Communicating UX issues with comics
There is a common misconception that user experience issues can always be demonstrated in neat little video clips. Some simple ones can, but many important issues can’t be explained this way.
It’s often necessary to consider several (sometimes subtle) observations together in order to understand the issue.
Writing a dissertation on the subject is a sure-fire way to convince your colleagues their attention is better spent on something else.
Try making a comic strip to illustrate the issue
In this post I’ll tell you about a time I did exactly that and show you the feature we ended up shipping to resolve it.
Finding non-stop flights on Skyscanner
In our user research, we noticed an issue which was not only stopping people finding non-stop flights on Skyscanner, but it also led them to wrongly believe we weren’t covering some airlines.
We had tried explaining the issue to colleagues and showing video clips piecing together the events which led to to it occurring. A Jira ticket was created and withered away, an ugly duckling being noticed by nobody.
Some colleagues understood it, but understanding wasn’t widespread enough and there wasn’t enough appetite to make it a priority. It became another one of those issues we brought up whenever the opportunity arose, languishing deep in a product backlog somewhere.
Some time later my colleague Jackie showed me Steve Cable’s excellent UX comic pattern library.
I had never thought of making a comic to tell the story of a user experience issue before. But it seemed the perfect way to explain the series of events which come together to cause this one.
Here is the comic I made. The airline I used as an example (Monarch) has since ceased trading. In the UK, we use the word direct to refer to non-stop flights.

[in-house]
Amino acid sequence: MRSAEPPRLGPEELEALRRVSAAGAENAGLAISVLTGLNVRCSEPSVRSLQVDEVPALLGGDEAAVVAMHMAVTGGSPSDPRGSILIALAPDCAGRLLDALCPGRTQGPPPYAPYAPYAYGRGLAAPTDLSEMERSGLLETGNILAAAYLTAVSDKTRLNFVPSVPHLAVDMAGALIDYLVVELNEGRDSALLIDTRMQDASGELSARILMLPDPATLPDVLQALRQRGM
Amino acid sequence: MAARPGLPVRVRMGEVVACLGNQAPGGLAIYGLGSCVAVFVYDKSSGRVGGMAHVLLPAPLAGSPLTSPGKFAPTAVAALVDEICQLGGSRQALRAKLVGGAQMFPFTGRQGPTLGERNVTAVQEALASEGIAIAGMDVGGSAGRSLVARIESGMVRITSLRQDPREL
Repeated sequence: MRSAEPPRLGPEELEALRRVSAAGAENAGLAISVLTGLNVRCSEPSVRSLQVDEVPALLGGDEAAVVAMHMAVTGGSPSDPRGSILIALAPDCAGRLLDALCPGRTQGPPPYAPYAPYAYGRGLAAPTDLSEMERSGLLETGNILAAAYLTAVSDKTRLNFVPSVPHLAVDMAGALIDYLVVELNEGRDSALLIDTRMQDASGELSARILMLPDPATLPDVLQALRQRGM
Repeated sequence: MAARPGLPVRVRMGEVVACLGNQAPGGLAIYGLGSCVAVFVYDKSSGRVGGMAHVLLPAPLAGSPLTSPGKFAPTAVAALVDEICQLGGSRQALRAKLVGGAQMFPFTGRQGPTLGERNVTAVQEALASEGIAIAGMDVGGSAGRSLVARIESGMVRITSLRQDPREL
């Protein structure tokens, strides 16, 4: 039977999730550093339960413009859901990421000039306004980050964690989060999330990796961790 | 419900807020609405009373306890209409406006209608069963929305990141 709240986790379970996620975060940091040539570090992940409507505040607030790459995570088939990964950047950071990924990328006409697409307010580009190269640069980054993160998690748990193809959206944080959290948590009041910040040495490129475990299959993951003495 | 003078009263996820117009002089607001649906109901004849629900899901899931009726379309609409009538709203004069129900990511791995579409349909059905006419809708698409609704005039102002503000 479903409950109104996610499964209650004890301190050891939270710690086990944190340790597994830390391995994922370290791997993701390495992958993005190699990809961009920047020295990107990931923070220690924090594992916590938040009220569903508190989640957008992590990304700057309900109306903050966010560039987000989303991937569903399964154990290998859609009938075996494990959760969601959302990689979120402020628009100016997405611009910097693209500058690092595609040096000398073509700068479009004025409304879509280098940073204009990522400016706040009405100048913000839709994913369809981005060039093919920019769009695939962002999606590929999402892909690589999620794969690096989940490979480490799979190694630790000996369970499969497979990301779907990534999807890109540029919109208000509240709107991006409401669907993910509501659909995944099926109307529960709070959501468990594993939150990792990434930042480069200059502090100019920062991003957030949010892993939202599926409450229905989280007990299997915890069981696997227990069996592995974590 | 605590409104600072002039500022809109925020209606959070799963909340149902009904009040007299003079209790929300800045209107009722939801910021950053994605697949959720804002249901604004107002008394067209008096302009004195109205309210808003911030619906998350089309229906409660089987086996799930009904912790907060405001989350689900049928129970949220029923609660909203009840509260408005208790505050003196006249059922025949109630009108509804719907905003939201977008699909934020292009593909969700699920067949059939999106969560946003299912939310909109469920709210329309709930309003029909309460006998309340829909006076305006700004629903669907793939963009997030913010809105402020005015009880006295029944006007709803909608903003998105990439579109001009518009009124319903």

This UX issue is an example of facts being meaningless and the user’s perception is all that matters. We covered the airline in question, but because Janet hadn’t chosen a Thursday, she concluded that we didn’t include the airline in our searches.
In reality, the steps shown here are often more subtle than shown in the comic and they feature in a timeline of 20 minutes or so where lots of other stuff is going on. The comic has much of the benefit of a video clip, but it isolates the key things the reader needs to know in order to understand the problem.
The solution we shipped
No sooner had I shared the comic than the entire company jumped into action to fix it…
…yeah right. If my job was that easy it would be pretty boring. The events running up to a solution actually being shipped are probably worth a number of posts in themselves.
But the comic became the central reference for the issue when trying to communicate it. I left copies of it all over the place. I stuck it to the doors of toilet cubicles, left copies in the canteen and in meeting rooms, I attached it to Jira tickets and more.
Eventually, we got round to working on the solution to the problem. These days when you search on Skyscanner and you can get direct (non-stop) flights on different days of the week, we’ll give you the option to change your dates before seeing any results.
Our users loved it
Like any new feature, we iterated and tested it with target users before releasing it as an experiment to a small percentage of users. When we did so, our users began contacting us to say how much they loved it.
I can’t remember such a thing happening before or since for a feature experiment on a small percentage of our traffic. The analytics also showed us that people were changing their dates in response to it.
Try a new approach
There are a number of ways you can communicate research findings to your colleagues. One approach will never be better than others, all of the time.
If you are struggling to explain the complexity of an issue to your colleagues, consider making a comic out of it.